Rowden did not fully fund K-12 education for the first time in Missouri history

State Sen. Caleb Rowden is trying his best to keep Missouri’s 19th District red with campaign ads stretched across social media touting his efforts in office. Rowden and his opponent, Democrat Judy Baker, have stressed public education, which has been historically underfunded by the state.

A recent Facebook ad by Rowden’s campaign asks users to “like” his page “to help re-elect State Senator Caleb Rowden who fully funded Missouri K-12 education for the first time in state history.” 

What does it mean to “fully fund” public education? And does Rowden deserve credit?

A foundation to build upon

Missouri’s K-12 education is funded by a mix of local, state, and federal sources, with state sources accounting for about 40% of the total funds each year, according to the Missouri Budget Project. For decades, Missouri has been using what is called the foundation formula to determine the level of state funding for each of the more than 500 school districts in the state. This in turn provides a state funding target each fiscal year. 

According to the State & Regional Fiscal Studies Unit at the University of Missouri, the foundation formula has gone through many revisions due to changing economic circumstances, court rulings, and modifications in how real and personal property is taxed in the state. 

When the 1993 formula was deemed obsolete, a new foundation formula was adopted on July 1, 2006. It determines each district’s state aid by multiplying the weighted average daily attendance, which accounts for low-income, special education, and limited English proficiency students, by that of the minimum amount that will be spent on students in all districts to ensure all students receive an adequate education. That number is then adjusted based on local funding and local cost of living.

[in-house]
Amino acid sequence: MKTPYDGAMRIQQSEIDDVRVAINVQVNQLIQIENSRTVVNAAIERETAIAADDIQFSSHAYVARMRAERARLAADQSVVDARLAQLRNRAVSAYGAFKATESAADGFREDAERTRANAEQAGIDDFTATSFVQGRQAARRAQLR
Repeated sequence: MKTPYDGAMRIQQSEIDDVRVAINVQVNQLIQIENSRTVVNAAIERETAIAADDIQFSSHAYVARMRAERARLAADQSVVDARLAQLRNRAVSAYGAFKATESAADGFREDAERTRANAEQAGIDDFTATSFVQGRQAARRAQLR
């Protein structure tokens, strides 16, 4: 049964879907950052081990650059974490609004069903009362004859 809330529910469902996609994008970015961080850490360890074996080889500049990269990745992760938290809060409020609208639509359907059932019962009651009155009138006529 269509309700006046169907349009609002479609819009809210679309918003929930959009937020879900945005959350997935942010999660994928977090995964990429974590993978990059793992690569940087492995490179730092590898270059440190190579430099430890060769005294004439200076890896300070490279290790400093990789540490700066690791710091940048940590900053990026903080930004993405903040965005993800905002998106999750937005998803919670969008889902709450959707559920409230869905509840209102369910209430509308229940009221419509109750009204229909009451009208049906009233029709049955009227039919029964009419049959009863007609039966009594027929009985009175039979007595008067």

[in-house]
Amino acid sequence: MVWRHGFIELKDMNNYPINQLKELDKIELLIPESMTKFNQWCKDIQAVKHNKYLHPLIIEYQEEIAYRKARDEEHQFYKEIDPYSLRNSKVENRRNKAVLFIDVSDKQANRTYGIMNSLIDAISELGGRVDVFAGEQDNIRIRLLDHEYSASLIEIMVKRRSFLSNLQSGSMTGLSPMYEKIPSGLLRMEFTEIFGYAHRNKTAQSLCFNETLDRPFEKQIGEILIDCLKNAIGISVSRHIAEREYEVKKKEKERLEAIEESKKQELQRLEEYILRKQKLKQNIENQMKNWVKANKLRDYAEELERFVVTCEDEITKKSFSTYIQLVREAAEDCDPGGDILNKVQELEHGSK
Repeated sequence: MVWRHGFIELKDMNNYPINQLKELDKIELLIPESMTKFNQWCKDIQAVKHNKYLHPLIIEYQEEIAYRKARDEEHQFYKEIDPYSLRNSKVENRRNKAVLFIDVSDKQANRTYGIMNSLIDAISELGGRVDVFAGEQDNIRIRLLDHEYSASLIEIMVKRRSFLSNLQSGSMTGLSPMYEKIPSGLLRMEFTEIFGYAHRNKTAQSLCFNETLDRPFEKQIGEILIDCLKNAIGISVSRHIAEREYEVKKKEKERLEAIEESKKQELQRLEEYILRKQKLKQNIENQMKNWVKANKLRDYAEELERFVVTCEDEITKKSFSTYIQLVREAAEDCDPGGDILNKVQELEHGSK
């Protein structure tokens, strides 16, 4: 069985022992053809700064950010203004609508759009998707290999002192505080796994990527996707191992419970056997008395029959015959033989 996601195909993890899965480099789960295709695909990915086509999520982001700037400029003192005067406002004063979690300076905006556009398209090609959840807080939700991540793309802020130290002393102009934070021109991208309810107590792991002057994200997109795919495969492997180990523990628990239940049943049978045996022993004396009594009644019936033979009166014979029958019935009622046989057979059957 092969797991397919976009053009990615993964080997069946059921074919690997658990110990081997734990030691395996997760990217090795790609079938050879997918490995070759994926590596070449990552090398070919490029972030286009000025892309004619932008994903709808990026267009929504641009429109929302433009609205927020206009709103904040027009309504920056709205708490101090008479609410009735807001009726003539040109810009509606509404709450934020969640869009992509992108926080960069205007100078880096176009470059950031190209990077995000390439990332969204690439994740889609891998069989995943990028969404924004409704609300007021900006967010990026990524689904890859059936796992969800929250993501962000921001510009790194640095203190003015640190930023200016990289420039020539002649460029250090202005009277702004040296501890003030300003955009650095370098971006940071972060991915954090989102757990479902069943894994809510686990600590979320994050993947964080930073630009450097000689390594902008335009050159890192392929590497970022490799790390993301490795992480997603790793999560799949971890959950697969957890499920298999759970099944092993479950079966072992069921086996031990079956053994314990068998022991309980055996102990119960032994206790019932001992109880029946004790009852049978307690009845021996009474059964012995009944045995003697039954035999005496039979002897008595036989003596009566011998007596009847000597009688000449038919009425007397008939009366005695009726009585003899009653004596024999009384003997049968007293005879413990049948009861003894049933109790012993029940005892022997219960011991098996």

Kim Rueben, director of the State and Local Finance Initiative at the Urban-Brookings Tax Policy Center, told us that the legislature has to meet the total dollar amount determined by the formula for K-12 education to be considered fully funded.

“It isn’t necessarily uncommon for formulas or guarantees not to be fully funded,” Rueben said. 

The current formula wasn’t fully funded until 2017 for the 2018 fiscal year. It was again fully funded the following year. 

So what did Rowden do?

Rowden did not respond to our requests for evidence to support the claim in his Facebook ad.

But in April 2017, the Kansas City Star reported that a bipartisan group of senators voted on an amendment to fully fund K-12 education “for the first time in history.” 

Rowden did not sponsor the amendment. But the senator, who was sworn into office three months earlier, was among the 19 “yeas” to add $45 million and bring public education funding to a total of $3.4 billion, matching the formula’s yearly funding target. 

We wondered whether previous formulas had been fully funded. So we asked someone who helped draft the prior formula in 1993, Otto Fajen, the legislative director at the Missouri National Education Association. 

“There has been multiple, sustained